Noninvasive early recognition and treatment of temporomandibular joint dysfunction remains a diagnostic challenge. This pilot study evaluated the use of phosphorus 31 magnetic resonance spectroscopy with magnetic resonance imaging to measure alterations in pH and high-energy phosphate metabolite ratios of muscle that is adjacent to an inflamed temporomandibular joint. Ten New Zealand white rabbits were used in this study. Two animals were used to develop signal acquisition protocols and to ensure that stable baseline data could be measured. In each of the eight animals used in the experiment, one temporomandibular joint was injected with a suspension of silica particles and the contralateral joint served as a control. Data were collected from control and experimental joints on days 0, 7, 14, 21, and 28, after the injection. At the end of the study, temporomandibular joints were block resected and histologically examined to confirm the presence of an inflammatory response. Results indicated that pH and metabolite ratios could be obtained by 31P-magnetic resonance spectroscopy. Changes in pH and some metabolite ratios in experimental joints showed statistical significance (p < 0.001). Differences were seen on day 2 and day 7 (p = 0.040 and p = 0.008, respectively) in the phosphocreatine/α-adenosine triphosphate ratios. This contrasts with phosphocreatine/β adenosine triphosphate ratios that showed significance that began at day 7 (p = 0.022) and continued to day 14 (p = 0.025). Histologic examination indicated that the tissue response within the joint capsule was less than the granulomatous reaction expected. This pilot study clearly demonstrates that pH changes that occur in muscle that is adjacent to an inflamed joint are detectable by 31P-magnetic resonance spectroscopy.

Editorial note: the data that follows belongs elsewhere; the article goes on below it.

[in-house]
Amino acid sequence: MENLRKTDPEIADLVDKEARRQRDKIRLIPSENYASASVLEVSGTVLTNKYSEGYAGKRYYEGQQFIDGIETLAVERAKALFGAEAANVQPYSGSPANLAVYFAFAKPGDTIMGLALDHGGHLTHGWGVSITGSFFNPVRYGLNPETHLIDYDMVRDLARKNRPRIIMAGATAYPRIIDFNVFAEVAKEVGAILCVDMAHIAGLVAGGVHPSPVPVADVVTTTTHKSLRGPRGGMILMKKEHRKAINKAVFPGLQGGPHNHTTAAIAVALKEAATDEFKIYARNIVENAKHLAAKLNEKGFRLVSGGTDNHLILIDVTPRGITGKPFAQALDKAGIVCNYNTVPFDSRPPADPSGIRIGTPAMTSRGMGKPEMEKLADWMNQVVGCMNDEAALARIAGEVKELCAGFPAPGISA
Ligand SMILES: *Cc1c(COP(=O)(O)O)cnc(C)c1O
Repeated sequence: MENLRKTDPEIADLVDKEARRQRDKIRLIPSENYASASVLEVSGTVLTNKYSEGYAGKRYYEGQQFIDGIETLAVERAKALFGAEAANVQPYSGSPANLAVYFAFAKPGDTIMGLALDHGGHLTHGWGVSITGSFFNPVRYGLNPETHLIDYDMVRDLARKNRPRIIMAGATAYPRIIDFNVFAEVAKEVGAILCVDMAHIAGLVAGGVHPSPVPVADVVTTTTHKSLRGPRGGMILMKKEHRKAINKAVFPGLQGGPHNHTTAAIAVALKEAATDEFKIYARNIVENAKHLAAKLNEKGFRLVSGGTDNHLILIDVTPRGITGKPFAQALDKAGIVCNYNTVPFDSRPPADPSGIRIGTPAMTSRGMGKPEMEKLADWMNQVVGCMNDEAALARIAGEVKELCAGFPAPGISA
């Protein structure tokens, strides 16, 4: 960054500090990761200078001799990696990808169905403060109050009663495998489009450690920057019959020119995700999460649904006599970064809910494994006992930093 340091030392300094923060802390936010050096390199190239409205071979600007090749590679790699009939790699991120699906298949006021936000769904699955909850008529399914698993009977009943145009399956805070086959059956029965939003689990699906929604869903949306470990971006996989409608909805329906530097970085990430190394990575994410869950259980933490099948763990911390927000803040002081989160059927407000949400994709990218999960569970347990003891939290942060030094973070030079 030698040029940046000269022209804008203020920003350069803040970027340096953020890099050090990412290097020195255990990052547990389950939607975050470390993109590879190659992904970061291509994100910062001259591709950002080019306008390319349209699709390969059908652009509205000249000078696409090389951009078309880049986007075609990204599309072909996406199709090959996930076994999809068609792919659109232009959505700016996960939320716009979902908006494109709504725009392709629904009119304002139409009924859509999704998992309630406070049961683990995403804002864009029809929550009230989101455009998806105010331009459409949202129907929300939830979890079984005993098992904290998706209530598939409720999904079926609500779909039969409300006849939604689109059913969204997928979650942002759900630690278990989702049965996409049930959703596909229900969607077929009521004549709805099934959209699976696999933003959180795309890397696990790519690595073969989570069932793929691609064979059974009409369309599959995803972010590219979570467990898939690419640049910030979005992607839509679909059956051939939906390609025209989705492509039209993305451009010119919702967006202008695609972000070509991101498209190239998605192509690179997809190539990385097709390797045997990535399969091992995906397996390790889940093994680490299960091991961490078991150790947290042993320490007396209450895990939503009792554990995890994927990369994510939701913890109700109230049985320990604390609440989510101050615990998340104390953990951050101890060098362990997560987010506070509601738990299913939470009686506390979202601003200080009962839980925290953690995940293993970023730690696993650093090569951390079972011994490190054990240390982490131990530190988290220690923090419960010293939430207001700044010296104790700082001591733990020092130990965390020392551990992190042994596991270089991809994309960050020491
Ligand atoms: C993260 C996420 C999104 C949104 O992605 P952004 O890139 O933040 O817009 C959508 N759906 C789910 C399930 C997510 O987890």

ASJC Scopus subject areas
- Pathology and Forensic Medicine